Former Top Cop Had ‘Several Large Servings Of Rum’ Before He Was Found Asleep At The Wheel, Report Says

Eddie Johnson in car
City of Chicago
Eddie Johnson in car
City of Chicago

Former Top Cop Had ‘Several Large Servings Of Rum’ Before He Was Found Asleep At The Wheel, Report Says

Fired Chicago Police Superintendent Eddie Johnson consumed “several large servings of rum” before driving drunk and apparently passing out for nearly two hours in a city-issued car last fall, according to a new report from Chicago’s Office of Inspector General.

But multiple officers failed to conduct a sobriety test and allowed Johnson to drive himself home, the report found.

Chicago Mayor Lori Lightfoot fired Johnson last December, weeks before his scheduled retirement, saying he lied to her and the public about the drinking-and-driving incident. The inspector general’s investigation concluded that Johnson lied repeatedly about what caused him to be found asleep behind the wheel of the car about 12:30 a.m. Oct. 17, 2019 — and about his actions following the incident.

The inspector general’s summary, which was released Thursday as part of a quarterly report, said Johnson and a member of his security team were drinking at a downtown restaurant until about 10:30 p.m. Oct. 16, 2019. Then, Johnson drove the subordinate about four miles south to Chicago police headquarters in Bronzeville and “allowed the officer to drive away” in a city vehicle despite having also consumed “several large servings of rum.”

The Chicago Sun-Times reported that Johnson and the security officer, who was the superintendent’s driver, were seen repeatedly kissing at the downtown bar. A police spokesman told WBEZ that Johnson reassigned the subordinate officer following the October incident. That transfer may have violated city policy, which prohibits employment decisions from being made based on an employee’s “submission to or rejection of” a supervisor’s sexual advances.

After dropping off the security officer at police headquarters, according to the report, Johnson then drove about a mile-and-a-half toward his Bridgeport home, but ended up parked at a stop sign for nearly two hours until someone called 911.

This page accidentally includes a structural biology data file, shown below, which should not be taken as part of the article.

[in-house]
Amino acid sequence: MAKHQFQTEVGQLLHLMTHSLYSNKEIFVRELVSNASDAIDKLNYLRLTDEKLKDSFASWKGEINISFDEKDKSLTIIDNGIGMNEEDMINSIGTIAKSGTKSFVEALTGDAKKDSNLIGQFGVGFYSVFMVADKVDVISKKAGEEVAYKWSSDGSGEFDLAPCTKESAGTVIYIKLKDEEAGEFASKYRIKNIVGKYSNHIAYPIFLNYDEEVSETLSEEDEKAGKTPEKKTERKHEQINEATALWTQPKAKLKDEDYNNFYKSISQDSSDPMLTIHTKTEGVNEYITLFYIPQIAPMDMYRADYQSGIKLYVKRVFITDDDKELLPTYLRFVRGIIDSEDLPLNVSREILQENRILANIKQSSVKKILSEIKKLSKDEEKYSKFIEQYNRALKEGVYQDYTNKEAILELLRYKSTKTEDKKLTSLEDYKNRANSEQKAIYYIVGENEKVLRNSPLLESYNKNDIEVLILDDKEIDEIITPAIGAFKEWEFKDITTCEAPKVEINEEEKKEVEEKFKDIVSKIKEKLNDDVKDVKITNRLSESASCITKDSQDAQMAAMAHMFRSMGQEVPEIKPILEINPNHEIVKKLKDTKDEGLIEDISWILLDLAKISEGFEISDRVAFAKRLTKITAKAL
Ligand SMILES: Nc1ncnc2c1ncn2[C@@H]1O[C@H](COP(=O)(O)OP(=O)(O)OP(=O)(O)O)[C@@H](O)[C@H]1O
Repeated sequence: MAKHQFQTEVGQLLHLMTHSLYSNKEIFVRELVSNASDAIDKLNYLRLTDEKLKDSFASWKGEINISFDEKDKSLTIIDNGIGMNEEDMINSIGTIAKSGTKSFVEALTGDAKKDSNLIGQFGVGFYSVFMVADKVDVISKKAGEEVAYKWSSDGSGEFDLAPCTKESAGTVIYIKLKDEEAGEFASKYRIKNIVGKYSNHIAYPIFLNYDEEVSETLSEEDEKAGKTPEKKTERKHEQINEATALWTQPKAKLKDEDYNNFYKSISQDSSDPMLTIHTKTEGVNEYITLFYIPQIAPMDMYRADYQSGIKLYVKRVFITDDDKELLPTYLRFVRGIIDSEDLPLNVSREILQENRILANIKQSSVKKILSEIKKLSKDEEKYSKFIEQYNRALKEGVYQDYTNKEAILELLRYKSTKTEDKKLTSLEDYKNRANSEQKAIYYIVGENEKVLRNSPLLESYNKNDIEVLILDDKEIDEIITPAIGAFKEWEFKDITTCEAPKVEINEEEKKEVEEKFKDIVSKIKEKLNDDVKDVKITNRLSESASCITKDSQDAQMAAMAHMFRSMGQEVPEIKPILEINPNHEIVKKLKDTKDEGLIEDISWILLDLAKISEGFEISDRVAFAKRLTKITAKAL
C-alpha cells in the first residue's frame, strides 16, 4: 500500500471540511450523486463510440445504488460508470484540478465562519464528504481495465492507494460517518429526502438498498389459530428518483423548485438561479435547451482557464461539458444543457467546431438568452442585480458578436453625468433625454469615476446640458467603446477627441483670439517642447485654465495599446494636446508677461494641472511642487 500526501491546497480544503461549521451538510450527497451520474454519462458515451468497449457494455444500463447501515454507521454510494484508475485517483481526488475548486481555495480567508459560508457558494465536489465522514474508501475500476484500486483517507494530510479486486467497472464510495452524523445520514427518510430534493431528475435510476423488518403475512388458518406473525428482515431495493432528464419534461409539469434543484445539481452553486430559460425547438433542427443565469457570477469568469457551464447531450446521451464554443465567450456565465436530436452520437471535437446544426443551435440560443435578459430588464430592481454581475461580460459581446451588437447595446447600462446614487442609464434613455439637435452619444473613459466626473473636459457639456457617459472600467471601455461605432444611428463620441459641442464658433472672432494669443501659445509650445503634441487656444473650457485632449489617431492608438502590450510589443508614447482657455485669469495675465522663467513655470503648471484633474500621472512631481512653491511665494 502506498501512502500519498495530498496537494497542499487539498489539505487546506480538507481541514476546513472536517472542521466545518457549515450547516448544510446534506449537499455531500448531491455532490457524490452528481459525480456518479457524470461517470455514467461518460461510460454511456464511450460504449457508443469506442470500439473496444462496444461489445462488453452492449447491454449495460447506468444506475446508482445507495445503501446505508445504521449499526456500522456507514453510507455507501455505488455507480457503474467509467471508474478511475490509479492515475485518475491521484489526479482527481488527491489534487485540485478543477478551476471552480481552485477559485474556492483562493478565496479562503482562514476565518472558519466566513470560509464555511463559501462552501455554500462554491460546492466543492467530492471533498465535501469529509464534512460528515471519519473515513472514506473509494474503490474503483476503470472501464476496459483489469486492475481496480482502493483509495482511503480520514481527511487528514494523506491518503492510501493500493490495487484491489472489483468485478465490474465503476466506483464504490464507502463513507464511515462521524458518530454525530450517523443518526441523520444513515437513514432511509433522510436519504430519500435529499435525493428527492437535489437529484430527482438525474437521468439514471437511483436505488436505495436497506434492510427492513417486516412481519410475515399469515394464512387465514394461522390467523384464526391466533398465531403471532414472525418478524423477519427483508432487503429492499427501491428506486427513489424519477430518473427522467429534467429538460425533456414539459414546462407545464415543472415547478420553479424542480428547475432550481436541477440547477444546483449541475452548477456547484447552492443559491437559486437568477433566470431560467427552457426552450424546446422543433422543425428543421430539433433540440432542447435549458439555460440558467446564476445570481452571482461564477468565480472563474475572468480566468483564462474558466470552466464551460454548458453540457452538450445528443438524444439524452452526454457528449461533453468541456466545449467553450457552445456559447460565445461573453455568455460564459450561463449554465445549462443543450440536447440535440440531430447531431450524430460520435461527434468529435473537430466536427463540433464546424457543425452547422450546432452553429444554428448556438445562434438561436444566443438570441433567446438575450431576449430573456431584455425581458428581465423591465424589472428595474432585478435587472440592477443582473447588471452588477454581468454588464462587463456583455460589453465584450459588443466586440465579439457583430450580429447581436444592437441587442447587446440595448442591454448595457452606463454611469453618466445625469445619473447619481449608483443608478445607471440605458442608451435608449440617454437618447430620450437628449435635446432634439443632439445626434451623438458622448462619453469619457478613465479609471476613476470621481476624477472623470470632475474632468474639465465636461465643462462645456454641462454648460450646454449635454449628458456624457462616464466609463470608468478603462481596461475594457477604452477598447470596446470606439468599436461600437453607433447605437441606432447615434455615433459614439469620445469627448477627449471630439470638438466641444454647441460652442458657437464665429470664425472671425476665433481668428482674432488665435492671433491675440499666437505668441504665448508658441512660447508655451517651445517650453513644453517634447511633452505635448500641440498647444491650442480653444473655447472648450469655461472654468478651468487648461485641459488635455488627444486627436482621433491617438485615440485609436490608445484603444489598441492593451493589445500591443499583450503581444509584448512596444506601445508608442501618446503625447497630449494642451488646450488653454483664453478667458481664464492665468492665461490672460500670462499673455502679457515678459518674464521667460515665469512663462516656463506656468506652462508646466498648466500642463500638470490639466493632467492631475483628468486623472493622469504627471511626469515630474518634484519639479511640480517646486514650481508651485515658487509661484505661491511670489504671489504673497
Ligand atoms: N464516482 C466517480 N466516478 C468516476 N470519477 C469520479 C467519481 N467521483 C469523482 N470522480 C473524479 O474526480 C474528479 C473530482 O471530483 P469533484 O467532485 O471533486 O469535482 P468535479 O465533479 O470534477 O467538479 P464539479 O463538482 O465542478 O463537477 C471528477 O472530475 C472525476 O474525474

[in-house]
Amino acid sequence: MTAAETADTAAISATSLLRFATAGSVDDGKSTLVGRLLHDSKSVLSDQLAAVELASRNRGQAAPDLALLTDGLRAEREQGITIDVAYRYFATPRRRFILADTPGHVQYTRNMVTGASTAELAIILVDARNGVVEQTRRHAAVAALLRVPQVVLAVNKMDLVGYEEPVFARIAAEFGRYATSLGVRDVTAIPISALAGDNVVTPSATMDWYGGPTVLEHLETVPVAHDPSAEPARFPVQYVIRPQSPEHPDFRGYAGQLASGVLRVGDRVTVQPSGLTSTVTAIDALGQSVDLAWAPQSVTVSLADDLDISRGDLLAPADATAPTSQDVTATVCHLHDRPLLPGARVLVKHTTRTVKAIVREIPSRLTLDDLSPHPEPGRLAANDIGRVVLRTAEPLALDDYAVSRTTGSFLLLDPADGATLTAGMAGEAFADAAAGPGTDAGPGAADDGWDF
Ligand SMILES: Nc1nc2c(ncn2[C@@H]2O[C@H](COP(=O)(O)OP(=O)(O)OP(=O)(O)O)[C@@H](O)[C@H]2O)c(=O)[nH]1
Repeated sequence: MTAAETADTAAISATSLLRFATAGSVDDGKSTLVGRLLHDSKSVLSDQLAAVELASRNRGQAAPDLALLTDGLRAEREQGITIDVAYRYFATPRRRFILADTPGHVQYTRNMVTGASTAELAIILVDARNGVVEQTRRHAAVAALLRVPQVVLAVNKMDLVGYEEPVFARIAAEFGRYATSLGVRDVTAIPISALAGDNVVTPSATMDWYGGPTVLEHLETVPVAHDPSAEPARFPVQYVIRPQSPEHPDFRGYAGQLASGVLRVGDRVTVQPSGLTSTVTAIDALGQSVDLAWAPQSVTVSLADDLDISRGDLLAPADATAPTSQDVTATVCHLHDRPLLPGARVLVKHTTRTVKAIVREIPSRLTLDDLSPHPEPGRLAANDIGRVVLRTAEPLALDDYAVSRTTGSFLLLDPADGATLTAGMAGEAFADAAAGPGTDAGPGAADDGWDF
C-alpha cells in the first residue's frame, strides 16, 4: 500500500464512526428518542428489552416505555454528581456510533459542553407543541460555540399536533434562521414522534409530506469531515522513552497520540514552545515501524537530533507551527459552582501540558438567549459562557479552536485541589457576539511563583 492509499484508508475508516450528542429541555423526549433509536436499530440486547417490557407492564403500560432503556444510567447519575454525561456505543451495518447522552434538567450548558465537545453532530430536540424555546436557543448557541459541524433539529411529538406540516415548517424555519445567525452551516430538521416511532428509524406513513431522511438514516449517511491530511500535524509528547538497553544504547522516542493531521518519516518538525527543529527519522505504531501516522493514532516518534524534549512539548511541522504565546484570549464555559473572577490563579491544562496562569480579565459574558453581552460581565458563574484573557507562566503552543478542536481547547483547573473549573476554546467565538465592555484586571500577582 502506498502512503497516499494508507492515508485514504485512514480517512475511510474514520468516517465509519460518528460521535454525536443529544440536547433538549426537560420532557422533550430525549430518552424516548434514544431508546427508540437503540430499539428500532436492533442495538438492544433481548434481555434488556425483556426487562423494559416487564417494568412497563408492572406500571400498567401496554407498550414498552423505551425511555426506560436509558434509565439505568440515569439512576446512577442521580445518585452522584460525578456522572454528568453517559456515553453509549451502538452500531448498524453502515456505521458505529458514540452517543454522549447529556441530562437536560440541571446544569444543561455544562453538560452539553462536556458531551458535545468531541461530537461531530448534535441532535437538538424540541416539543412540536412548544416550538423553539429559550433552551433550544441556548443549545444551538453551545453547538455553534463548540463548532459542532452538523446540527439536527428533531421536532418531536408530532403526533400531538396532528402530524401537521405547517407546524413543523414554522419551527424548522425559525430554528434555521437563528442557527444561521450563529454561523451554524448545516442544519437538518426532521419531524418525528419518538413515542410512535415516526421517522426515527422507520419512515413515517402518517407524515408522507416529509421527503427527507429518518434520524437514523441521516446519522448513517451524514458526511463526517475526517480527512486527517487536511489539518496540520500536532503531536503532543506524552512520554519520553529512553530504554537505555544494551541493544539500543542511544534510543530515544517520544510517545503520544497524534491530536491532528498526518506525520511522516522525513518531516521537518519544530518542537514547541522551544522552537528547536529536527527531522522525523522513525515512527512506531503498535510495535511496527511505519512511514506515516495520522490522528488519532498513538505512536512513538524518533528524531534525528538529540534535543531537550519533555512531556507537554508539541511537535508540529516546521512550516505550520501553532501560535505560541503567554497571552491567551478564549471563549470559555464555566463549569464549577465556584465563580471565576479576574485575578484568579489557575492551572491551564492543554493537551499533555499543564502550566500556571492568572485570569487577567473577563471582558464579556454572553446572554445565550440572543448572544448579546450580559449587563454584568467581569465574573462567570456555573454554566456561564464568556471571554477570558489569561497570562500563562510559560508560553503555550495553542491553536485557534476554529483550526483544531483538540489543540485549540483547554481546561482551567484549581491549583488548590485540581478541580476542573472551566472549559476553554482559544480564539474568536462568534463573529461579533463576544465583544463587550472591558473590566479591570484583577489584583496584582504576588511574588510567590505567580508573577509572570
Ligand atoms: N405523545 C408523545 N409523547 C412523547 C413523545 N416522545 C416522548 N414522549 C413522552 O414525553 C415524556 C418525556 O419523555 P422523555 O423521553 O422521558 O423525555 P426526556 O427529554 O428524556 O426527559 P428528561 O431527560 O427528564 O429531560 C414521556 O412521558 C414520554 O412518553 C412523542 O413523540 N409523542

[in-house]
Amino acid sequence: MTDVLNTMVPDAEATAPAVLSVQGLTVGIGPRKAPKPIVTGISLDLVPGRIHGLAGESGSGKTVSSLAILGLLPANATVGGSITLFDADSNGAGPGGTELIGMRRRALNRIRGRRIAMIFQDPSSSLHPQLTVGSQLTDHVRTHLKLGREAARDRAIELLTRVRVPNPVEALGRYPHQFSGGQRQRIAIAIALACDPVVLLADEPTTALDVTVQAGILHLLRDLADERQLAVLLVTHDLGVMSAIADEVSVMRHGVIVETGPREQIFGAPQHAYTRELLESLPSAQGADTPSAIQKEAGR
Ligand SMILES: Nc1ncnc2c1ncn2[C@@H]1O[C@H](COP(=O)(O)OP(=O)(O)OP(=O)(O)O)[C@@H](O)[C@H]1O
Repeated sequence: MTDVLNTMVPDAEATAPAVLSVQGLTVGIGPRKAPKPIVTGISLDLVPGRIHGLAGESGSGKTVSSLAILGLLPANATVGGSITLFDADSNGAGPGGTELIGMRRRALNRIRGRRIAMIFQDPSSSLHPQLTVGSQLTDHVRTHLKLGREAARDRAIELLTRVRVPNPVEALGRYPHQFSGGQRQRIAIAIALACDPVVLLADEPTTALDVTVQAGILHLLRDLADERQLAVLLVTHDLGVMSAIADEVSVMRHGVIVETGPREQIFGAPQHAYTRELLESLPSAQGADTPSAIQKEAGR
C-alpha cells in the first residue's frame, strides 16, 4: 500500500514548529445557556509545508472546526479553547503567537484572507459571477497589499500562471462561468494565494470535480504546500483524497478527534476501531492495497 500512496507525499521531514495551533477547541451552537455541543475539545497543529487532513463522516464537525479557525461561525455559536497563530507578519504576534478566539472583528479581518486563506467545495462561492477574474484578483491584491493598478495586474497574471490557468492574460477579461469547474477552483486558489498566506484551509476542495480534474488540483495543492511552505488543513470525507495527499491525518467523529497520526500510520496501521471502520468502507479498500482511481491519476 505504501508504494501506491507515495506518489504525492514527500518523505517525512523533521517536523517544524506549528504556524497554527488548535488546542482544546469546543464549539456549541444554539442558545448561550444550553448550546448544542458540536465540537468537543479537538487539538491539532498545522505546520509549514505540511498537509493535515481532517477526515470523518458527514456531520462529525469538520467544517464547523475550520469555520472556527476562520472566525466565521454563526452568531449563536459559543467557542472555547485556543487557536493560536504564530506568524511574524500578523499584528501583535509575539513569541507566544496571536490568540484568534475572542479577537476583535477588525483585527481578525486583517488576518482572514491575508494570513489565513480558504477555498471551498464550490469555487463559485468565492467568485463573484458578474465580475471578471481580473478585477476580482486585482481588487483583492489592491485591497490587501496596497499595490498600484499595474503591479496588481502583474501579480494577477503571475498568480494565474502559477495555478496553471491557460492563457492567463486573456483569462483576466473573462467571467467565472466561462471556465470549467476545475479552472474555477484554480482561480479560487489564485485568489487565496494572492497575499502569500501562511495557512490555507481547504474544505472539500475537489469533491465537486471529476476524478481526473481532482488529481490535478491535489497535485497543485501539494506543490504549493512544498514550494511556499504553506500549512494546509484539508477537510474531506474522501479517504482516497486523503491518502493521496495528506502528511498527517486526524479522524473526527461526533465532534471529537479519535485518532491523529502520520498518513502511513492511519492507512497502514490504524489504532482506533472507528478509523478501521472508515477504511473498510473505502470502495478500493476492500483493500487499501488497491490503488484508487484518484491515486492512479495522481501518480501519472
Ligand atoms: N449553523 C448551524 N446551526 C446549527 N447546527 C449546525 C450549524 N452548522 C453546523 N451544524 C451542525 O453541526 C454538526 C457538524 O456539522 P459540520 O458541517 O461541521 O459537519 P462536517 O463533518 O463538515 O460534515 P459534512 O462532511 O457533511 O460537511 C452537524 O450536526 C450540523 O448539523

Body camera footage released June 29 shows that the officers who responded found Johnson asleep behind the wheel, asked him if he was “good,” and did not perform any sort of field sobriety test.

The officer then cut off his body camera.

According to the report from the inspector general’s office, multiple other officers arrived, and then requested a supervisor. The supervisor got there minutes later, and within “a few seconds” of the supervisor arriving, the lower-ranking officers left the intersection. A few minutes after that an officer “cleared the stop” and coded it as “no police action was needed.”

No one gave Johnson a sobriety test and instead officers let him drive himself home while they followed behind. During that short drive, Johnson first drove away from his house, then turned around and went through a stop sign and made a turn into the wrong lane of traffic, according to the inspector general’s office.

Later, Johnson said the incident was linked to his medication and did not mention he had been drinking. Johnson also said he had ordered an internal investigation, but the inspector general’s office said that was not true.

Johnson refused to be interviewed for the inspector general investigation, according to the report. After he was fired, Johnson issued a statement saying he had a lapse in judgment. But he said he “did not intentionally mislead or deceive the mayor or the people of Chicago.”

The inspector general’s office said they have prepared two other reports on the incident, one focused on the security officer who was drinking with Johnson and the other on the police response. Those reports have been submitted to the Chicago Police Department but are not publicly available.

Chicago police spokeswoman Kellie Bartoli said in a statement that the department is “currently reviewing the Office of Inspector General’s investigation report into personnel that responded to the October 2019 incident involving” Johnson.

The Department will take any necessary disciplinary measures upon their complete review of that report,” Bartoli said.

Patrick Smith is a reporter on WBEZ’s Criminal Justice Desk. Follow him @pksmid. Email him at psmith@wbez.org.